Howes: Two sets of rules govern a ‘rigged system’

Daniel Howes
The Detroit News

Judging by this year’s wild presidential campaign, accountability is a foreign concept in today’s politics. But the auto industry? Not so much.

Delegates cheer on the first day of the Democratic National Convention in Philadelphia.

Ask Volkswagen AG. The $14 billion price tag for its diesel deception is creeping closer to $20 billion, and new lawsuits from three state attorneys general say knowledge of the long-running fraud runs all the way to the office of the new CEO. What a surprise.

Ask Fiat Chrysler Automobiles NV. Following intermittent battles with federal safety regulators, FCA’s Auburn Hills-based arm is now under investigation for allegedly falsifying monthly sales numbers in an effort to make its performance look stronger than it otherwise was.

Ask Tesla Motors Inc. Entrepreneur Elon Musk’s automaker now is being scrutinized by the Securities and Exchange Commission for failing to tell investors that a customer was killed when the automaker’s misnamed Autopilot mistook a semitrailer for the bright Florida sky.

Ask General Motors Co. It paid $900 million to settle a federal probe into its handling of a faulty ignition-switch scandal blamed for at least 120 deaths. Now a federal judge says the automaker’s epic bankruptcy cannot be used as a shield against more ignition-switch lawsuits.

There’s a pattern here: official tolerance of industry malfeasance is evaporating. In its place stand muscular regulatory and legal forces that are rejecting the continued coziness of the past; they’re committed to prosecuting dishonesty even more sharply than mere technical incompetence.

Bottom line: Lying and dissembling in today’s auto industry, however profitable and productive its operations are, will exact steep prices in dollars, brand equity and corporate reputation.

This is the exact opposite of the overarching “The System is Rigged” theme animating this year’s presidential race from the left and the right. Namely, that there are two sets of rules, and the evidence suggests the big people with the right connections and, of course, the right intentions seem never to get punished.

Not the bankers and Wall Street sharpies blamed for their complicity in the global financial meltdown. It claimed jobs, homes and the retirement savings of millions, but it didn’t deliver high-profile prosecutions, much less jail.

Not the Republican nominee who lies as effortlessly as breathing. Donald Trump’s path to the nomination is littered with the kind of half-truths, distortions and personal attacks that would sink any other mortal politician.

Not a former secretary of state who passed government secrets through unprotected servers. In her zeal to shield her correspondence (official and otherwise) from prying journalists and partisan hacks, Hillary Clinton exposed classified information to global adversaries.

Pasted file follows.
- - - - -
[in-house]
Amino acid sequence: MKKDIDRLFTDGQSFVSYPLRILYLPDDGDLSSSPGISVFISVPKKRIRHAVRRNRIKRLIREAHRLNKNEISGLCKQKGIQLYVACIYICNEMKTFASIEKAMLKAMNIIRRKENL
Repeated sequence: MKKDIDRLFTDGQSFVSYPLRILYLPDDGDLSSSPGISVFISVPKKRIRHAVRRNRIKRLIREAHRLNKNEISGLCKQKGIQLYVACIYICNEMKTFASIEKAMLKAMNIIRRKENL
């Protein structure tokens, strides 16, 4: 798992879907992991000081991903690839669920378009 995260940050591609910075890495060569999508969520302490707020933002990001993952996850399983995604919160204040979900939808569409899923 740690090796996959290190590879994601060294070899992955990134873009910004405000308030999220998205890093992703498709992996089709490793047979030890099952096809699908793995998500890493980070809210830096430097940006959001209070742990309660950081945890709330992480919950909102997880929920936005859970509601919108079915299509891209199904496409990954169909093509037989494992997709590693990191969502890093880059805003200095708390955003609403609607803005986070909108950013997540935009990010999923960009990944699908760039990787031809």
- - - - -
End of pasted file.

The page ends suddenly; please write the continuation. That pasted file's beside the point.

Not Michigan bureaucrats. Decisions by the state Department of Environmental Quality effectively tainted the city of Flint’s water supply with lead, an appalling breach of public health now more than two years old. Only one person has been fired.

Not the Democratic National Committee, Monday gaveling to order its quadrennial convention to nominate its ticket for this year’s presidential campaign. Courtesy of WikiLeaks, supporters of Bernie Sanders now have documentary proof the DNC worked its back channels to sink the Vermont senator’s improbably strong challenge to Clinton.

The price for all that lying and dissembling — on Wall Street and in Flint, in Clinton and Trump campaigns, through the servers of the DNC — ain’t what it is for the auto industry. That’s because there really are two sets of rules, and only one of them demands accountability.

That’s wrong. It’s also why neither the Republicans nor the Democrats meeting this week in Philadelphia have ably managed the parallel furies roiling their respective bases: their leaders are among the last to realize their hollow bankruptcy, their utter lack of accountability, are destroying credibility with their own people.

Practically speaking, there are no federal regulators to demand accountability for political malpractice and self-dealing. No one to levy fines on baldly dishonest politicians and staffers. No bureaucratic mechanism effectively empowered to reshape how leaders run things, as the auto industry has been reshaped by the searing experiences with the feds of VW, GM, FCA and probably Tesla.

Only the ballot box can exact a price for dishonesty and self-aggrandizement. Come November, it probably will in ways that are not yet clear in the hot days of July.

(313) 222-2106

Daniel Howes’ column runs Tuesdays, Thursdays and Fridays. Follow him on Twitter @DanielHowes_TDN, or catch him 3 and 10 p.m. Thursdays on Michigan Radio’s “Stateside,” 91.7 FM.